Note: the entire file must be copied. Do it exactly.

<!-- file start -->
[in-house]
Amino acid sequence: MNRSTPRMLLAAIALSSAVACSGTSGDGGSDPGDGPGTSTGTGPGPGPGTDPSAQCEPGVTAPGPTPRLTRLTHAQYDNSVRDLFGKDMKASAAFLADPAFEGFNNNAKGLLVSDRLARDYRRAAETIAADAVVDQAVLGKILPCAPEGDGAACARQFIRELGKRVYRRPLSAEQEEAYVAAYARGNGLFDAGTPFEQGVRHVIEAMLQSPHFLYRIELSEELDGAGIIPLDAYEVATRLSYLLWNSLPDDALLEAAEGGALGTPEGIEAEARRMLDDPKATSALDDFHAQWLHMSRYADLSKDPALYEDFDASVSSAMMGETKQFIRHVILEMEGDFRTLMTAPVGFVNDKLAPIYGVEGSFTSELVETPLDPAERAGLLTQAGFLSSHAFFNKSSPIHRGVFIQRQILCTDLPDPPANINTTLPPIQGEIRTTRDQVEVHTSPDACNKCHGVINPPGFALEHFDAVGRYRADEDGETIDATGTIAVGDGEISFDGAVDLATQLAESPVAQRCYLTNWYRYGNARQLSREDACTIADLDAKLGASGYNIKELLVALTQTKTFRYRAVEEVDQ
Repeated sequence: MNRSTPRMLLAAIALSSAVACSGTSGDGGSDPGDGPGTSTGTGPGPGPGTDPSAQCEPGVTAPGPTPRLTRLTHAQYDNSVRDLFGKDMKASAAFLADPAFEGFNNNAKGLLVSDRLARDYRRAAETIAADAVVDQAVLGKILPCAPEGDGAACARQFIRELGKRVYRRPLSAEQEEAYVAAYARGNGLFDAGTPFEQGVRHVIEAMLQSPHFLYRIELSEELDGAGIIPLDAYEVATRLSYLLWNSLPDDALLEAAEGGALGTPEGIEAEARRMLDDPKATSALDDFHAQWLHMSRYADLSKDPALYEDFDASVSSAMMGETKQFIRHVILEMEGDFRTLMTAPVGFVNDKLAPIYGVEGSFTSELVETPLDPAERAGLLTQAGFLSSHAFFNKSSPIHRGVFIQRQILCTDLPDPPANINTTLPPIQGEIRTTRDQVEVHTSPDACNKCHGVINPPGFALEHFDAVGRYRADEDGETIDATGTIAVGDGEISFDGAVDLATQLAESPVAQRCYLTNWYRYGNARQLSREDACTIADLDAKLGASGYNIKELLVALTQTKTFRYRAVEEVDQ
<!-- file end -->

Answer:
[in-house]
Amino acid sequence: MNRSTPRMLLAAIALSSAVACSGTSGDGGSDPGDGPGTSTGTGPGPGPGTDPSAQCEPGVTAPGPTPRLTRLTHAQYDNSVRDLFGKDMKASAAFLADPAFEGFNNNAKGLLVSDRLARDYRRAAETIAADAVVDQAVLGKILPCAPEGDGAACARQFIRELGKRVYRRPLSAEQEEAYVAAYARGNGLFDAGTPFEQGVRHVIEAMLQSPHFLYRIELSEELDGAGIIPLDAYEVATRLSYLLWNSLPDDALLEAAEGGALGTPEGIEAEARRMLDDPKATSALDDFHAQWLHMSRYADLSKDPALYEDFDASVSSAMMGETKQFIRHVILEMEGDFRTLMTAPVGFVNDKLAPIYGVEGSFTSELVETPLDPAERAGLLTQAGFLSSHAFFNKSSPIHRGVFIQRQILCTDLPDPPANINTTLPPIQGEIRTTRDQVEVHTSPDACNKCHGVINPPGFALEHFDAVGRYRADEDGETIDATGTIAVGDGEISFDGAVDLATQLAESPVAQRCYLTNWYRYGNARQLSREDACTIADLDAKLGASGYNIKELLVALTQTKTFRYRAVEEVDQ
Repeated sequence: MNRSTPRMLLAAIALSSAVACSGTSGDGGSDPGDGPGTSTGTGPGPGPGTDPSAQCEPGVTAPGPTPRLTRLTHAQYDNSVRDLFGKDMKASAAFLADPAFEGFNNNAKGLLVSDRLARDYRRAAETIAADAVVDQAVLGKILPCAPEGDGAACARQFIRELGKRVYRRPLSAEQEEAYVAAYARGNGLFDAGTPFEQGVRHVIEAMLQSPHFLYRIELSEELDGAGIIPLDAYEVATRLSYLLWNSLPDDALLEAAEGGALGTPEGIEAEARRMLDDPKATSALDDFHAQWLHMSRYADLSKDPALYEDFDASVSSAMMGETKQFIRHVILEMEGDFRTLMTAPVGFVNDKLAPIYGVEGSFTSELVETPLDPAERAGLLTQAGFLSSHAFFNKSSPIHRGVFIQRQILCTDLPDPPANINTTLPPIQGEIRTTRDQVEVHTSPDACNKCHGVINPPGFALEHFDAVGRYRADEDGETIDATGTIAVGDGEISFDGAVDLATQLAESPVAQRCYLTNWYRYGNARQLSREDACTIADLDAKLGASGYNIKELLVALTQTKTFRYRAVEEVDQ